The World Health Organization (WHO) has confirmed that two cases of wild poliovirus type 1 (WPV1) have been detected in Nigeria.
The cases, which were reported in the north-eastern state of Borno, are the first in the country since July 2014.
Although this is a setback in our fight to rid the world of polio, we are confident that Rotarians across Great Britain and Ireland will redouble their efforts and continue to show the incredible levels of dedication, commitment and resilience which have brought us so far over the last three decades.
Eve Conway, Rotary International in Great Britain and Ireland President commented: “This is disappointing news, but Rotarians are determined to keep up the fight against polio and to reach our number one goal of ridding the world of this crippling disease. We shall continue our advocacy work and our efforts to raise awareness and funds to end polio now and forever.
We have just launched the Purple4Polio campaign in Britain and Ireland and urge support of this campaign as we strengthen our efforts to reach a polio free world.”
Nigeria had gone over two years without any cases of wild poliovirus and as eradication nears completion, the poliovirus is expected to fight back. However, WHO remain confident that Nigeria can end polio. The Nigerian government and the polio programme are working quickly to respond to the outbreak using proven tactics that will prevent further spread of the disease.
Michael K. McGovern, International PolioPlus Chair, commented: “This response will include emergency vaccination campaigns to boost immunity in impacted and at-risk areas, and reinforced surveillance activities to ensure we detect all strains of polio. Because polio knows no borders, steps will also be taken to protect surrounding countries, to ensure all children are vaccinated and to reduce the risk of the spread of the disease.”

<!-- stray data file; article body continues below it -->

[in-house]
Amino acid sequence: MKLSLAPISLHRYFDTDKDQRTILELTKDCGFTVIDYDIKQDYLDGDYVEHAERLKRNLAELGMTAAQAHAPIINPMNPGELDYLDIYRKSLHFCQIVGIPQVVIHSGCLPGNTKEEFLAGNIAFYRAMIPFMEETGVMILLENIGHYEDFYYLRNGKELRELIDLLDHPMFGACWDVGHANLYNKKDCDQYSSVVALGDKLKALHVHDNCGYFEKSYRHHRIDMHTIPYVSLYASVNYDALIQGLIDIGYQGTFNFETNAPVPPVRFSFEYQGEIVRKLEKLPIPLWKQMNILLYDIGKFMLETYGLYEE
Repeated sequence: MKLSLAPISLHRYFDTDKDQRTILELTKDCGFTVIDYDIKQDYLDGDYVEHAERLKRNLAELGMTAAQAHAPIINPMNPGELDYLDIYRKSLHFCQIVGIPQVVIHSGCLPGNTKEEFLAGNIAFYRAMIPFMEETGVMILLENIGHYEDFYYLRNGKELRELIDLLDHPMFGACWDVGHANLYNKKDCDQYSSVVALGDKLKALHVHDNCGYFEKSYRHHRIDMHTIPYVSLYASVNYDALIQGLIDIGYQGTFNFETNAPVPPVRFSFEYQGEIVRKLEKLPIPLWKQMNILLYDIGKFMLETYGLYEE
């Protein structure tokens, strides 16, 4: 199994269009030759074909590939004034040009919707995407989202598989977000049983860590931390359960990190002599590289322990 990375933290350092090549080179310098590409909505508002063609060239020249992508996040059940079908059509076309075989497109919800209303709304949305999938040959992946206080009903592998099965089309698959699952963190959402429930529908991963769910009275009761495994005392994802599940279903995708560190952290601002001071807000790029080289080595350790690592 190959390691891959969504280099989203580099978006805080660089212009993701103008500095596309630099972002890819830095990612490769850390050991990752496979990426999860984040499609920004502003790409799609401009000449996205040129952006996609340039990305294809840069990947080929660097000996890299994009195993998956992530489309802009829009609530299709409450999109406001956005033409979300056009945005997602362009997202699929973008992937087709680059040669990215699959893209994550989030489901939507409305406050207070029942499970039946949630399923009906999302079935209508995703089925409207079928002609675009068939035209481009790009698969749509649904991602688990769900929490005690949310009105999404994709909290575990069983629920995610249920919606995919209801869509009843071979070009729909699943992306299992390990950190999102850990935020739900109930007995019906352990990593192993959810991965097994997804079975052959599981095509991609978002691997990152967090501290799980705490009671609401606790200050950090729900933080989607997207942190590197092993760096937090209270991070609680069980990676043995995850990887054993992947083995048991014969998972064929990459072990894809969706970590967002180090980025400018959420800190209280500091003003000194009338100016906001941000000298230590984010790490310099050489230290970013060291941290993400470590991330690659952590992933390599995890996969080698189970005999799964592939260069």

A report from one of our members regarding his immunisation day in February, in Delhi, India
KEEP INDIA FREE FROM POLIO.
India has achieved polio free status but the task now is to keep it free so that means continuing the mass
Vaccination programmes when millions of children will receive the two precious drops.
In February six of our members went to India to support one of those National Immunisation Days.
Delhi was the main centre but groups went to other towns to support there.
The Immunisation Day was in a Sunday but in one area of Delhi the event was published by a parade through the streets -----------a pipe band led scores of children from the local high school waving flags and banners followed yellow shirted volunteers.
Local people stopped and clapped and cheered; drivers of cars, buses and vans waited patiently until the long parade passed by.
Keep India Polio Free got off to a lively start.
On the Day groups of three volunteers
Were taken to established booths which might be a table in a hallway of a desk in an office, to help local health workers---------- and the children came led by parents, grandparents or siblings to receive two drops of the previous vaccine.
The volunteers helped administer the drops, Mark the little fingers with a purple die and give out modest little presents.
On the following Monday went out into the slum areas to trace children who had not come to a booth.
Up and down narrow alleys knocking on doors, calling up stairs the children were found and given the life saving drops.
Those three days completed our stint but the health workers will carry on until all children have been located and given the Vaccine.
It has taken a lot of hard dedicated work to free India from polio, it will take hard work to keep it that way but there is a determination to see it through.
World wide there have been six new cases this year ---------- five in Pakistan, one in Afghanistan; at the same last year the total was seventy four so we are getting nearer and nearer achieving the complete irradiation from the world.